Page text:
Low-slung and shedlike, with its corrugated tin roof and parallel 615-foot slabs of poured concrete, Eastern Long Island's newest art museum features a style that might be called Modern Agricultural. Surrounded by a meadow of tall grasses on the long road to Montauk, the museum is a minimalist stunner that's perfectly suited to its surroundings: The long horizontal space speaks both to the uninterrupted horizons of the region's famed beaches and to the unfussy simplicity that first attracted artists like Jackson Pollock, Lee Krasner and Willem de Kooning. Inside, under an ever-changing glow from skylights above, the collection honors the generations of artists who called this area home, such as American Impressionist William Merritt Chase and mid-century realist Fairfield Porter. In 2014, it won Swiss firm Herzog & de Meuron a T+L Design Award for best museum. $10; parrishart.org.
Shelburne Museum, Shelburne, Vermont
Most art collectors limit purchases to what they can hang on the walls or set on their mantelpieces. But sugar heiress Electra Havemeyer Webb had grander plans. After amassing Hudson River School landscapes, quirky folk art, quilts, decoys, toys and circus posters, Webb decided she needed somewhere to put it all. So she set out doing what she did best: collecting. From across New England and New York, Webb gathered 18th- and 19th-century structures—houses, barns, a schoolhouse, a jail, a general store, a lighthouse and a steamboat—and set them up on 45 acres of farmland near Lake Champlain, where she founded the Shelburne Museum in 1947. More than 150,000 pieces are on display and more accessible than ever; The 2013 opening of the Pizzagalli Center for Art and Education allowed the formerly seasonal Shelburne to stay open year-round. $22.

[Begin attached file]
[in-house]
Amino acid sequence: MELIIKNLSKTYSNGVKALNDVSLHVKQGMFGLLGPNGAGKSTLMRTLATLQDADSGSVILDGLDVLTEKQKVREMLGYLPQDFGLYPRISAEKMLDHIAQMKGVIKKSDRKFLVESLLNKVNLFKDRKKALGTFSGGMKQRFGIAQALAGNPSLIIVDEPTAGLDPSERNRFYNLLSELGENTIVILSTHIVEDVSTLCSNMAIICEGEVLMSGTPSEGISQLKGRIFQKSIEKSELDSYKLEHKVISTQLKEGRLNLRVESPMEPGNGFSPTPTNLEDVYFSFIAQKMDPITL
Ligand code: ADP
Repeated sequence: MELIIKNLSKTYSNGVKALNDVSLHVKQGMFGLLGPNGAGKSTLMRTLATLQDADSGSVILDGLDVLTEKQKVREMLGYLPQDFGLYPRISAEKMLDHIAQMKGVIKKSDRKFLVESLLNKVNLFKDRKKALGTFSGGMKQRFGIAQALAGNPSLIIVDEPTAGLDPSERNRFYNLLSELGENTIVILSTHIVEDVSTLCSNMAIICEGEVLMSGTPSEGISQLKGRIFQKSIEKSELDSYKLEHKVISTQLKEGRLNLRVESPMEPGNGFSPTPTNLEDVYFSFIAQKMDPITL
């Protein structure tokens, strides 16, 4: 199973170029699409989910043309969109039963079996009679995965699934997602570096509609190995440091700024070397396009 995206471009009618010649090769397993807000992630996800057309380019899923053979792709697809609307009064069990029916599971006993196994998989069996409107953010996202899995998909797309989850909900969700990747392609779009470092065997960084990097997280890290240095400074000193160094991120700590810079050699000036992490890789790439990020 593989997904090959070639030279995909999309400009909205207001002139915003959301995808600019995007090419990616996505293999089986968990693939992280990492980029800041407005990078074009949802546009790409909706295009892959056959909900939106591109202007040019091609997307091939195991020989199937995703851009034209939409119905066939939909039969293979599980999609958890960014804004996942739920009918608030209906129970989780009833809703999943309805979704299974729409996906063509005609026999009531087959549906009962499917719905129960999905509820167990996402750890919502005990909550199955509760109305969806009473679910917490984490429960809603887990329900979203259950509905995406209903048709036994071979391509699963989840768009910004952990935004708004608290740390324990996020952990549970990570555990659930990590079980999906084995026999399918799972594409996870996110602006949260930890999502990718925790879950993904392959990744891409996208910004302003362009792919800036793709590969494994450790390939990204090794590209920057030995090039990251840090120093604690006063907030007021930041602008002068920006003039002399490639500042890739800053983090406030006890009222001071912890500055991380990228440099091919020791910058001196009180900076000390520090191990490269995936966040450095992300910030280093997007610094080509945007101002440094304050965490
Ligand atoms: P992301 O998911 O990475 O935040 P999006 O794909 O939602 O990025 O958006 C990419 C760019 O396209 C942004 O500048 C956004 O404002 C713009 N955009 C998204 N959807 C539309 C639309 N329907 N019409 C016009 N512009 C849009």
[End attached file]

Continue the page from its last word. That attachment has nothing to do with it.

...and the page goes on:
Chinati Foundation, Marfa, Texas
The Chinati Foundation is massive by design. Fed up with the cramped galleries of New York City and the need to constantly rotate exhibits, minimalist sculptor Donald Judd decamped to this tiny former railroad stop in the Chihuahuan Desert in 1971. Nearly 200 miles from an airport and surrounded on all sides by scrub grasslands, Marfa is blessed, above all else, with space. Judd teamed with the Dia Foundation to transform a decommissioned army base into the 340-acre arts compound. Here and in a number of buildings downtown, works are given room to breathe. A hundred of Judd's trademark aluminum boxes fill two old brick artillery sheds; Dan Flavin's light installations occupy six barracks; Richard Long's volcanic stone pieces sit on an old tennis court; and John Chamberlain's painted steel sculptures are in the Marfa Wool and Mohair Building. $25, full collection tour.
Bainbridge Island Museum of Art, Bainbridge Island, Washington